Revenant 2020 was all we hoped for and more. It had drama, heartbreak and challenge a-plenty.
I was lucky enough to be out on the course in this year’s event. Here’s how it unfolded.
Can You Imagine Going Deep Into The Revenant?
“ I saw a black and white cow pulling a caravan up the river.”
That might have bothered Shaun the first time he clambered up the Nokomai River. But as he scrambled over boulders and under logs for the fourth time in 60 hours, the cow didn’t faze him at all.
When you’re pushing body, mind and spirit to the limit, hallucinations happen. Your brain starts to play tricks when you’ve been running and navigating with no sleep. And when you’re climbing, descending and racing for 190km over three days.
It happens when you go deep into The Revenant.
25 men and women lined up in the 2020 race on Welcome Rock Trails this year. Some had been there before — they had demons to conquer. Last year, no-one came close to finishing the race.
Others were there to discover their own limits. How would they face the challenge that is the Revenant Ultra Adventure Run?
Photographer Philippa O’Brien travelled the world before coming home to Kingston. Now, her latest adventure is more personal; the opening of a new art gallery at her lakeside cottage.
In this bright room, you’ll find copies of her three books. ‘Photo Fables,’ (whimsical tales without words.) ‘How Art’ (a book of poems and photos with her Dad, Des.) And ‘Skateface,’ her sensitive portrayal of New Zealand’s roller derby world.
There are huge, framed photos of cowboys on the gallery walls, part of Pip’s recent rodeo series.
And what about the carefully-oiled yes/no river stones? These are ‘Seyonstones’ — a tool that Philippa created to “help when you just can’t make up your mind.”
Art photography — on old-fashioned, film cameras — is Philippa’s passion. Her photos are detailed and thought-provoking. The more you look, the more there is to see.
But, before she got behind the lens, Philippa O’Brien had another intriguing career. I’ve always wanted to know more about the world of movie costumes, so I was thrilled when Pip agreed to tell me all about her job as a costumier.
Macaroni cheese is a favourite in our family so I like to add extra goodness by including vegetables and eggs in my recipe. Be warned. Once you’ve tried this recipe you may never be satisfied with plain macaroni and cheese again.
1 cup uncooked macaroni
1 tbsp flour
1 cup milk
1 cup grated tasty cheese
½ cauliflower, cut into small florets
½ can creamed sweetcorn
½ cup frozen peas
2 – 3 hardboiled eggs
4 rashers bacon
½ – 1 cup grated cheese
2-3 slices bread or packet breadcrumbs
Cook the macaroni, cauliflower and bacon
Bring a large pot of salted water to the boil. Add 1 cup macaroni and stir to loosen all the pieces. Cook the macaroni at a rolling boil for 10-12 minutes. Stir occasionally to prevent sticking.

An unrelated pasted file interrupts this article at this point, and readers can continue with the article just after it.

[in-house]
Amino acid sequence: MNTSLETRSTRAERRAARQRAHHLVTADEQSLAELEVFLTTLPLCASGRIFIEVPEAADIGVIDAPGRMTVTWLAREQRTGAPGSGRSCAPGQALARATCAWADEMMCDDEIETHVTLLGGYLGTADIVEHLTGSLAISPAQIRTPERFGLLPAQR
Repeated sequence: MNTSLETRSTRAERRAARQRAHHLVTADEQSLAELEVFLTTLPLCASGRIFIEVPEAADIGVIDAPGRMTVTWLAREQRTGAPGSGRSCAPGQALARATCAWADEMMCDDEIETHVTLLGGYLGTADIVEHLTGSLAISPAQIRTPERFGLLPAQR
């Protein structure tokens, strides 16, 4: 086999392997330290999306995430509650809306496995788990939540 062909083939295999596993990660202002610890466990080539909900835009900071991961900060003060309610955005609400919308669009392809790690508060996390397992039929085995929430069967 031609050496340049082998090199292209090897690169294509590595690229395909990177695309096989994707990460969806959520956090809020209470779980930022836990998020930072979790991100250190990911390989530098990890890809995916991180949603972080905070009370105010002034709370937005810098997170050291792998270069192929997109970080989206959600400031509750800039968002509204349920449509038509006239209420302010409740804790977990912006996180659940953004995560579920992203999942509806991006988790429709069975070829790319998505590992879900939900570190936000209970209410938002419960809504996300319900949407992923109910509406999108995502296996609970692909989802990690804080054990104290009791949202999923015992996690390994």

Add the cauliflower to the pot halfway through.
When cooked, drain the macaroni and cauliflower into a sieve and rinse with water to stop the macaroni sticking. Put aside until it’s needed.
While the pasta is cooking, fry the bacon in a separate pan.
Make the white sauce while the macaroni etc is cooking
Put 25g butter into a large, microwave-safe bowl. Microwave until melted.
Stir in 1 heaped tbsp flour using a whisk. Microwave for 20 seconds.
Stir the roux (butter & flour mixture) again with the whisk.
Slowly add 1 cup milk, stirring constantly with the whisk to mix it all evenly.
Microwave on high for 2 minutes then remove and stir to help it thicken. Cook for another minute and stir again.
Put it all together
Tip the macaroni/cauliflower back into its large pan.
Stir 1 cup grated cheese, frozen peas and ½ can creamed sweetcorn into the white sauce.
Cut the fried bacon into small pieces and add it to the macaroni.
Peel and chop the hardboiled eggs and add them as well.
Pour all the cheesy sauce into the pasta mixture and stir together till combined. Then tip the whole thing into a large baking dish.
Mince the bread into crumbs in a food processor or open a packet of crumbs.
Sprinkle the crumbs over the top of the macaroni cheese mixture in the baking tin, then sprinkle grated cheese on top.
Bake in the oven at 180°C for 15 minutes.
Alternatively, if you’ve been quick and the mixture is still hot, simply pop it under a grill until the cheese is melted and crusty on top. (Take care that it doesn’t burn.)
Tips and Tricks
A simple hand whisk is your best friend when it comes to making a white sauce (also called a roux). It works like magic to keep the sauce smooth.
You can make this gluten-free by using gluten-free pasta and flour.
I sometimes add chopped fresh tomatoes too. Yum!
I find it easier to make a white sauce in the microwave, but you can do it on a stovetop too. Here’s how:
Melt the butter over medium heat. Stir in the flour and cook, stirring, for a few seconds. Remove from the heat and gradually add the milk, stirring all the time.
Bring the milk to the boil, stirring it often while it thickens.
When it’s thick enough, remove from the heat and stir in cheese and corn.
The normally-tranquil Garston Cemetery was a-buzz early in November.
Residents past and present were gathering along with SDC mayor Gary Tong and councillors John Douglas and Rob Scott, for the opening of the cemetery memorial board and shelter.
The ceremony marked the end of two years planning, fundraising and organising for the Garston Cemetery Trust. Designed by Gordan McMillan and built by Aaron Abernethy and Jordan MacGregor, this lovely little building is one-of-a-kind.